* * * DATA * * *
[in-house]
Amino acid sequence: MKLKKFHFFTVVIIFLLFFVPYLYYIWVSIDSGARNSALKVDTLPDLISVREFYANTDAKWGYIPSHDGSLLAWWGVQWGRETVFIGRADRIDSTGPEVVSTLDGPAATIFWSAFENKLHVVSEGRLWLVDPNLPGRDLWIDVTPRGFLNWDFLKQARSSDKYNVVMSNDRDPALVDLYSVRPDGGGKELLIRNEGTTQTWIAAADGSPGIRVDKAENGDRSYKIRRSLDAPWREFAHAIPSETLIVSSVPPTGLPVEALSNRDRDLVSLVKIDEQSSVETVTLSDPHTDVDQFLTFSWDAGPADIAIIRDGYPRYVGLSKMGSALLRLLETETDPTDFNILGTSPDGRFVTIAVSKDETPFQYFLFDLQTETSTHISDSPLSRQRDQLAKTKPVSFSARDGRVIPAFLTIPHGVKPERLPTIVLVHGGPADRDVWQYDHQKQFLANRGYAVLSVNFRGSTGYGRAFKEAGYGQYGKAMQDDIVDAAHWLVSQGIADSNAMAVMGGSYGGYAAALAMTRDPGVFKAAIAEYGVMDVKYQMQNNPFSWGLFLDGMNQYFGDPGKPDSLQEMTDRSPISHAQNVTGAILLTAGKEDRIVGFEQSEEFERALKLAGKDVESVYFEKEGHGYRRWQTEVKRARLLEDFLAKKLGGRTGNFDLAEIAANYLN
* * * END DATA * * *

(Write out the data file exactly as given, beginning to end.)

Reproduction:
[in-house]
Amino acid sequence: MKLKKFHFFTVVIIFLLFFVPYLYYIWVSIDSGARNSALKVDTLPDLISVREFYANTDAKWGYIPSHDGSLLAWWGVQWGRETVFIGRADRIDSTGPEVVSTLDGPAATIFWSAFENKLHVVSEGRLWLVDPNLPGRDLWIDVTPRGFLNWDFLKQARSSDKYNVVMSNDRDPALVDLYSVRPDGGGKELLIRNEGTTQTWIAAADGSPGIRVDKAENGDRSYKIRRSLDAPWREFAHAIPSETLIVSSVPPTGLPVEALSNRDRDLVSLVKIDEQSSVETVTLSDPHTDVDQFLTFSWDAGPADIAIIRDGYPRYVGLSKMGSALLRLLETETDPTDFNILGTSPDGRFVTIAVSKDETPFQYFLFDLQTETSTHISDSPLSRQRDQLAKTKPVSFSARDGRVIPAFLTIPHGVKPERLPTIVLVHGGPADRDVWQYDHQKQFLANRGYAVLSVNFRGSTGYGRAFKEAGYGQYGKAMQDDIVDAAHWLVSQGIADSNAMAVMGGSYGGYAAALAMTRDPGVFKAAIAEYGVMDVKYQMQNNPFSWGLFLDGMNQYFGDPGKPDSLQEMTDRSPISHAQNVTGAILLTAGKEDRIVGFEQSEEFERALKLAGKDVESVYFEKEGHGYRRWQTEVKRARLLEDFLAKKLGGRTGNFDLAEIAANYLN